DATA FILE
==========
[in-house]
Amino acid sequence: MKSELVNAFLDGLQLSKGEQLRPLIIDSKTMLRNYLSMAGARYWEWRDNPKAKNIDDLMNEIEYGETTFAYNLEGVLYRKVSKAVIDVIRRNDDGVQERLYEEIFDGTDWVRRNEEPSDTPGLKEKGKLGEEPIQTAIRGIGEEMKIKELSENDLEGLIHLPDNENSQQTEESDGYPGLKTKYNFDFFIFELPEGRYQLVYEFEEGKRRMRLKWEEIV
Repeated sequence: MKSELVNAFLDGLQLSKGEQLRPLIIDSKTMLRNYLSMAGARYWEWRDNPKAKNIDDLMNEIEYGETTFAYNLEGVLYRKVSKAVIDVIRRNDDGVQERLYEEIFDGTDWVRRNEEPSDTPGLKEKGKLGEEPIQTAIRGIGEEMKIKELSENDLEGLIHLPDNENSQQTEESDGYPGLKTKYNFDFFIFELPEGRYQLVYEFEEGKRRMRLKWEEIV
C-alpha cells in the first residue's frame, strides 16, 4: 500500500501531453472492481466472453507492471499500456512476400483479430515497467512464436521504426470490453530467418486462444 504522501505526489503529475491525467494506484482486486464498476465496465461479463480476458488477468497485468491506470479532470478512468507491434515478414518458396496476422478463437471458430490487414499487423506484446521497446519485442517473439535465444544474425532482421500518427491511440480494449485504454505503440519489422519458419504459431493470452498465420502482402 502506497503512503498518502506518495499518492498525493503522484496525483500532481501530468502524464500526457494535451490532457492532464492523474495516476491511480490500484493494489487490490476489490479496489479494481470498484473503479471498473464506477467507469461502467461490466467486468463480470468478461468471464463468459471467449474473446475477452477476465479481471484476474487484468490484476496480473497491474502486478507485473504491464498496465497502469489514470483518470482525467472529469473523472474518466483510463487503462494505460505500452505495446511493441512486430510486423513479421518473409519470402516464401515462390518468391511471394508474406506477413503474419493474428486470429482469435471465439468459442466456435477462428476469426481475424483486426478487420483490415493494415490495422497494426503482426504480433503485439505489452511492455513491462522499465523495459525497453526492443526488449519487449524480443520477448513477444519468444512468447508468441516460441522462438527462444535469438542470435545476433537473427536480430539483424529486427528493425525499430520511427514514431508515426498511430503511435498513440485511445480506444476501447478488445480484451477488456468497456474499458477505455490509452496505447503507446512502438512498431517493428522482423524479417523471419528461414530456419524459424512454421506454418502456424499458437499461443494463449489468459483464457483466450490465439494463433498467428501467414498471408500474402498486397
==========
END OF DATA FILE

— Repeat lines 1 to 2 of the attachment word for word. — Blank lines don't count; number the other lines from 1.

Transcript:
[in-house]
Amino acid sequence: MKSELVNAFLDGLQLSKGEQLRPLIIDSKTMLRNYLSMAGARYWEWRDNPKAKNIDDLMNEIEYGETTFAYNLEGVLYRKVSKAVIDVIRRNDDGVQERLYEEIFDGTDWVRRNEEPSDTPGLKEKGKLGEEPIQTAIRGIGEEMKIKELSENDLEGLIHLPDNENSQQTEESDGYPGLKTKYNFDFFIFELPEGRYQLVYEFEEGKRRMRLKWEEIV